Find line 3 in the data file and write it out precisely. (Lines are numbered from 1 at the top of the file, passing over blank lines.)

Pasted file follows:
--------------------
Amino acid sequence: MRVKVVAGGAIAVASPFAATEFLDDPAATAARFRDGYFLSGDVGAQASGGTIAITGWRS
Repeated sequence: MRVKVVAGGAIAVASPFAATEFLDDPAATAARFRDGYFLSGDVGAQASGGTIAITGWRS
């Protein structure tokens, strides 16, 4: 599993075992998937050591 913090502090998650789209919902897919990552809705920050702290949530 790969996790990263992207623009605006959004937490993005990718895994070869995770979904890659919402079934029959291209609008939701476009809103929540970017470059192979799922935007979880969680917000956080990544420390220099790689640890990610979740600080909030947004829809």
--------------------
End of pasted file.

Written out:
């Protein structure tokens, strides 16, 4: 599993075992998937050591 913090502090998650789209919902897919990552809705920050702290949530 790969996790990263992207623009605006959004937490993005990718895994070869995770979904890659919402079934029959291209609008939701476009809103929540970017470059192979799922935007979880969680917000956080990544420390220099790689640890990610979740600080909030947004829809």